5 Things to Know About 529 College Savings Plans
A 529 college or education savings plan is an investment account designated solely for education-related spending. The beneficiary of a 529 college savings plan can use the money to pay for a variety of college expenses permitted by federal law.
These savings plans are administered in all 50 states as well as the District of Columbia and were created under federal tax code Section 529 in 1996. Here are five things to know about this type of college savings plan.
1. Anyone Can Start One
Generally, parents or guardians open a 529 college savings plan for their child, the beneficiary, but an investment account of this kind can also be started by another relative or a family friend. A person can even start one for themselves if they choose.
There can be only one beneficiary on a 529 savings plan.
2. They Are Tax-Advantaged
The money you grow in a 529 savings plan is tax-deferred and withdrawals are tax-free, as long as the funds are used strictly to pay for qualifying educational expenses. That means that no matter when you withdraw the money, it is not subject to federal or state taxes.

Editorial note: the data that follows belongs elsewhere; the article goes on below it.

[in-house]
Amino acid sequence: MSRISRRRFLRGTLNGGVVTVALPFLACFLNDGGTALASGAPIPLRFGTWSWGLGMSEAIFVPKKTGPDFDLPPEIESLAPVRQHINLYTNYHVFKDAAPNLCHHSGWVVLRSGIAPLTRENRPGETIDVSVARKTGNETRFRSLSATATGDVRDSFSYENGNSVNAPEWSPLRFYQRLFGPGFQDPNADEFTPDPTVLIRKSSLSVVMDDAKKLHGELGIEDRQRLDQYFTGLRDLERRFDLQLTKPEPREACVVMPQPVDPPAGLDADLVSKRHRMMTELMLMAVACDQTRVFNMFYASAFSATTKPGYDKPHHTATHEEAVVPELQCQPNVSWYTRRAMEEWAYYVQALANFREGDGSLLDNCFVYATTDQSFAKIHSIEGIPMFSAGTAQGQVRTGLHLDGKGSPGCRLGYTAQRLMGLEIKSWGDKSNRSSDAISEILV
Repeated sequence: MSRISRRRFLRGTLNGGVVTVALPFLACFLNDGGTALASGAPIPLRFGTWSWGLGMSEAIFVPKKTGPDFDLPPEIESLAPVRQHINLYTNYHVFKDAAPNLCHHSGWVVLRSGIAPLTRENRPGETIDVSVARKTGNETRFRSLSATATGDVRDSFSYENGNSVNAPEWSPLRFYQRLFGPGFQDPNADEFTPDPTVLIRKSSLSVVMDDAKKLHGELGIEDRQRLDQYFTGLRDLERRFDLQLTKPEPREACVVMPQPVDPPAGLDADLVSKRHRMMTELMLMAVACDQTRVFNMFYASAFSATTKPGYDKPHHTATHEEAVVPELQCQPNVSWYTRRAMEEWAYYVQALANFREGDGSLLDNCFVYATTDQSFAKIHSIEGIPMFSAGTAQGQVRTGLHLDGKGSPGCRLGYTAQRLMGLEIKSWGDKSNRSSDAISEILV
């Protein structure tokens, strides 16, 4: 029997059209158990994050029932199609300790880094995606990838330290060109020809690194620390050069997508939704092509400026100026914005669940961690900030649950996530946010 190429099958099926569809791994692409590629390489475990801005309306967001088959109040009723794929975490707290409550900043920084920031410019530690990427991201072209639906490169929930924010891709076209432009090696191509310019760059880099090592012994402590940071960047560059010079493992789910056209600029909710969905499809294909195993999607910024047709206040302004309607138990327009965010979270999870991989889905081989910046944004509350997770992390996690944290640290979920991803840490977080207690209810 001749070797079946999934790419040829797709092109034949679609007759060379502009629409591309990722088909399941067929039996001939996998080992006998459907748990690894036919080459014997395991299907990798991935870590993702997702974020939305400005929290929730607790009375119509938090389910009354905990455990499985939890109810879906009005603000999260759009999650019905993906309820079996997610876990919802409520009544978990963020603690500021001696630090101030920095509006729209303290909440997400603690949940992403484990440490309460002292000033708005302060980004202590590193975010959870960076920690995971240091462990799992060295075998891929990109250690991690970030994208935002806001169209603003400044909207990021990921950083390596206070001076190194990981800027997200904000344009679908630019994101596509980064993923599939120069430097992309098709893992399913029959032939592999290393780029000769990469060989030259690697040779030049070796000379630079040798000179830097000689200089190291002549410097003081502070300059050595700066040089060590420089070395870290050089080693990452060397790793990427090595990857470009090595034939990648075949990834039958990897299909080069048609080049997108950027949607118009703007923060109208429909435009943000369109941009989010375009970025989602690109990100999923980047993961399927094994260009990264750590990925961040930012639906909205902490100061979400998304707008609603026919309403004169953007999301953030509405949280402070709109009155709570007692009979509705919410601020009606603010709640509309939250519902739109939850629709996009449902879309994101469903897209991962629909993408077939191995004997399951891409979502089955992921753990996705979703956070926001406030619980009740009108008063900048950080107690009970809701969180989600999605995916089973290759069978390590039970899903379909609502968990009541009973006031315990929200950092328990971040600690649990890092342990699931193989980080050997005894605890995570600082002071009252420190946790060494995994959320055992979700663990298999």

Additionally, the account holder might be able to use their contributions, considered gifts, for a tax break.
3. There Are Many Investment Options
The money invested in a 529 college savings account is often distributed amongst a collection of mutual funds, but there are several investment options to choose from. These include stock funds, bonds, money market accounts, and sometimes even CDs. Investments may be conservative or aggressive.
The account holder for a savings plan gets to decide how the assets are allocated across these options or they can choose an age-based—rather than static—portfolio option that automatically adjusts as the beneficiary gets older.
4. They Can Help Pay For Any Educational Expenses
The money in a 529 college savings plan doesn’t have to be used only for college—beneficiaries now have the option of using the money for K-12 private school expenses as well without incurring fees or being taxed.
And when you do tap this account to pay for college, the funds can be used to cover anything from room and board to tuition—even, since 2019, loan repayment.
5. There Are Contribution Caps and Minimums
Total contributions into a 529 college savings plan are limited and these caps vary by state. These can be anywhere from around $235,000 to $529,000, so check your state’s policies if you’re unsure. Annually, though, you can contribute as much as you want as long as you don’t exceed your state’s cap.
Many states also enforce initial, lump-sum, and additional contribution minimums. These are usually somewhere around $25 or $50 but how much you must pay and how often depends in part on the investment accounts in your plan.
A good place to start